A decision on introducing controversial "pay as you throw" charges for rubbish has been delayed, the BBC understands.
The plan was aimed at boosting recycling
Defra was expected to announce as early as Thursday it would go ahead with bin charges - a document outlining the plans has been seen by the BBC.
But Defra said no final decisions had been made on the charges, aimed at boosting recycling rates in England.
The BBC's Laura Kuenssberg said sources had suggested Downing Street had "put a stop" to the idea.
She said Defra had been all set to go ahead with the announcement and had prepared the text, but it appeared there was a split between opinion in Defra and Downing Street.
Our correspondent added that a source close to Gordon Brown had said "he may dump the whole idea".
The document stated that the government was committed to changing the law to enable councils to charge people for their waste as an incentive to encourage them to recycle.
But on Wednesday Defra said there would be no announcement and that it had reached no final decisions.
A spokeswoman said: "This is a complex issue and we need to strike the right balance.
"Of course the driver is that we must reduce waste and recycle more but we have to make sure we have the right mechanisms in place to allow this to happen.
"We will bring forwards our proposals shortly."
A Downing Street spokesman would not comment on the timing of ministerial announcements.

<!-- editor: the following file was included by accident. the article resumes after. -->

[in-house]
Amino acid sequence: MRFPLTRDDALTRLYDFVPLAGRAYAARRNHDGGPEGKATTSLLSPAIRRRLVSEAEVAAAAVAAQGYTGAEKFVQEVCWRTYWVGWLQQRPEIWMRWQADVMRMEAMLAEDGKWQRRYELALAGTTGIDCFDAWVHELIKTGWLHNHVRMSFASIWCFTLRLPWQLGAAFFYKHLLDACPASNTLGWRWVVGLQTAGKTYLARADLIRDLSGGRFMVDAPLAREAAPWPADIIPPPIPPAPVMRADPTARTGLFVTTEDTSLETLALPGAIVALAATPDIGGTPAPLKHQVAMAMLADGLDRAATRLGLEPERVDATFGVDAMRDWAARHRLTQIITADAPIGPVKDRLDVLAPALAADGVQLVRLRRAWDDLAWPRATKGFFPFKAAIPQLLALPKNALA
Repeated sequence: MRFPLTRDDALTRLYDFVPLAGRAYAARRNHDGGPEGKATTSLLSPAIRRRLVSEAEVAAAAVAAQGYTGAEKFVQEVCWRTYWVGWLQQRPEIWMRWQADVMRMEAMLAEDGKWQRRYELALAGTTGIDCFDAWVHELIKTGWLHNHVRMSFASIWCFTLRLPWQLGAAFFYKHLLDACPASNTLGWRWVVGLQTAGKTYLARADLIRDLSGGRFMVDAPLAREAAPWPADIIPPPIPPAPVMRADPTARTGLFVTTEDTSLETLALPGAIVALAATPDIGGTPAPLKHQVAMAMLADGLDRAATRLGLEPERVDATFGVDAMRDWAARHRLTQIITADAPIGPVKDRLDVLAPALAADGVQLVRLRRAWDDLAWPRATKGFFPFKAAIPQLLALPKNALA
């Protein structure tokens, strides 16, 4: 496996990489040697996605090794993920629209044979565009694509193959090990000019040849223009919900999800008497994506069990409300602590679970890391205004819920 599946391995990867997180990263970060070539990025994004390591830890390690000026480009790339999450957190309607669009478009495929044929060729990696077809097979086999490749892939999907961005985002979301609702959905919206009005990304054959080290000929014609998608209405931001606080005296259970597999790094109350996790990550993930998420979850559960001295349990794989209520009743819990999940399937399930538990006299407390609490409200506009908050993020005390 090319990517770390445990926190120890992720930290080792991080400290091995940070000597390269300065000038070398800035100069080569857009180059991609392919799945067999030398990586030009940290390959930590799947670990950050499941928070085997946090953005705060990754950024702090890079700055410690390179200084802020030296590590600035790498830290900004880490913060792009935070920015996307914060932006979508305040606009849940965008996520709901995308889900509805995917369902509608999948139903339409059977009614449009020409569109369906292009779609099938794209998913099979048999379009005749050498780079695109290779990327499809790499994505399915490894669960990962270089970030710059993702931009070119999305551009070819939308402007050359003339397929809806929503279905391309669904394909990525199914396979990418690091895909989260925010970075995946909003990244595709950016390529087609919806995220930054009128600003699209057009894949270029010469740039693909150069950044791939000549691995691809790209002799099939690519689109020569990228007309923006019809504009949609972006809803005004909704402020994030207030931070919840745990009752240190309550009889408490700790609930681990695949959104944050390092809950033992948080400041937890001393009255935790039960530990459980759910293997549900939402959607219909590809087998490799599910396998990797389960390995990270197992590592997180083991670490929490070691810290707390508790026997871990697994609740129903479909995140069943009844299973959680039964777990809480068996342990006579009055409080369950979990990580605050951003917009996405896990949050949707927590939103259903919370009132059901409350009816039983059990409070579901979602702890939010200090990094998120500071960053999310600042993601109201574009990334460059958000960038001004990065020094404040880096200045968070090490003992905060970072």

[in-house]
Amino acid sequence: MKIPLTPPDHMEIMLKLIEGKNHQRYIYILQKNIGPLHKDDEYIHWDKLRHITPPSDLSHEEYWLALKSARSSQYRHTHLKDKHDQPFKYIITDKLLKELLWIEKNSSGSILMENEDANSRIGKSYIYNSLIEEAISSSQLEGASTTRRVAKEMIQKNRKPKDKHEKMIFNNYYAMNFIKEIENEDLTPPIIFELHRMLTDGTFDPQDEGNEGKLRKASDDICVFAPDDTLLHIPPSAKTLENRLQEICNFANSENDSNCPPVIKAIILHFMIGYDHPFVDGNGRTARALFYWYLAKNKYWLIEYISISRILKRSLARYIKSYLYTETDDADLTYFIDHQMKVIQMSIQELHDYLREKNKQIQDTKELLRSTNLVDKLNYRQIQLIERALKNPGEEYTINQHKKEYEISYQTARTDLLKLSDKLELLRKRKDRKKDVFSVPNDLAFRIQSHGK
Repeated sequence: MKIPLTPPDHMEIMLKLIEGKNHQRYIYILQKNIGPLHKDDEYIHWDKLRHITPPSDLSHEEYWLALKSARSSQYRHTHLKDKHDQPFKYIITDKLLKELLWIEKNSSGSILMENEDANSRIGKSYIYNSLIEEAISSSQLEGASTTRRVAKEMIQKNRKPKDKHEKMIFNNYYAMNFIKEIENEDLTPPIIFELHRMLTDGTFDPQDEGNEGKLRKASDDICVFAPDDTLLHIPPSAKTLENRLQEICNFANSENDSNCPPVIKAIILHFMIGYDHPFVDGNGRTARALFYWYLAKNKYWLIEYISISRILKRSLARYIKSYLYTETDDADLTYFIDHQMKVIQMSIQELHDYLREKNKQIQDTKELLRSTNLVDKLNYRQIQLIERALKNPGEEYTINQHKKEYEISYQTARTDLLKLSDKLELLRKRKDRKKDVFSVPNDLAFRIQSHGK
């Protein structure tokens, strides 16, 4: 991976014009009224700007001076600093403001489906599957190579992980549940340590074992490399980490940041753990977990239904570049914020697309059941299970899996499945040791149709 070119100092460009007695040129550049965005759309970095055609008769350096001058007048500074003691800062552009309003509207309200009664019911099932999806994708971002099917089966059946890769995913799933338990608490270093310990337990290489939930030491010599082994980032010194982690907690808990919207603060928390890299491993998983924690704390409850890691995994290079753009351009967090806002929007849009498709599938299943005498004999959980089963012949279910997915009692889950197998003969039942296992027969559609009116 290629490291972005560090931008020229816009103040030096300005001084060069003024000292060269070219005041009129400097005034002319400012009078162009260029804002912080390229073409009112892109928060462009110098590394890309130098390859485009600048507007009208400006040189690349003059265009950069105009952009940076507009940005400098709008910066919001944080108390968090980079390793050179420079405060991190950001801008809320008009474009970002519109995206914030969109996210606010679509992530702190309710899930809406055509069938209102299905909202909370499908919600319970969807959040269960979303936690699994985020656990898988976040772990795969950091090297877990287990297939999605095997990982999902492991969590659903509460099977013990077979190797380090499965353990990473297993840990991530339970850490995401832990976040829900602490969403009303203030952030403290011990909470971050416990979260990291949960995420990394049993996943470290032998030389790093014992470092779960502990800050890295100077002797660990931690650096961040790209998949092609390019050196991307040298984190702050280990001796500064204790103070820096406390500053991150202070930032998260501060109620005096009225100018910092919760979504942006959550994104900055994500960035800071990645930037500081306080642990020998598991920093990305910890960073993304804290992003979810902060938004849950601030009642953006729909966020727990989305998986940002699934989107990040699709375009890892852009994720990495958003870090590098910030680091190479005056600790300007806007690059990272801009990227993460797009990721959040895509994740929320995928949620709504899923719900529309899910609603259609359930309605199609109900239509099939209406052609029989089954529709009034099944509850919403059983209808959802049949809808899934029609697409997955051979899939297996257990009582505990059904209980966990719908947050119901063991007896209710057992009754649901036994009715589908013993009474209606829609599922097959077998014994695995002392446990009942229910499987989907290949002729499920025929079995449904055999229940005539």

The Conservatives say the charging scheme would lead to a huge increase in fly-tipping and backyard burning.
Shadow local government secretary Eric Pickles said: "I'm afraid this was doomed from the very beginning, so all those councils that put chips into their bins must be wondering why Mr Brown made them waste all that money."
In May the then environment secretary David Miliband announced proposals that English local authorities be allowed to bring in charges, to make householders who were not recycling pay more than those who did.
It was suggested that "green" homes could get £30 a year back from their council, while non-recyclers pay an extra £30.
The European Union Landfill Directive requires member states to cut the amount of biodegradable municipal waste being sent to landfill sites.
It requires a 25% reduction on 1995 levels by 2010, and a 65% cut by 2020.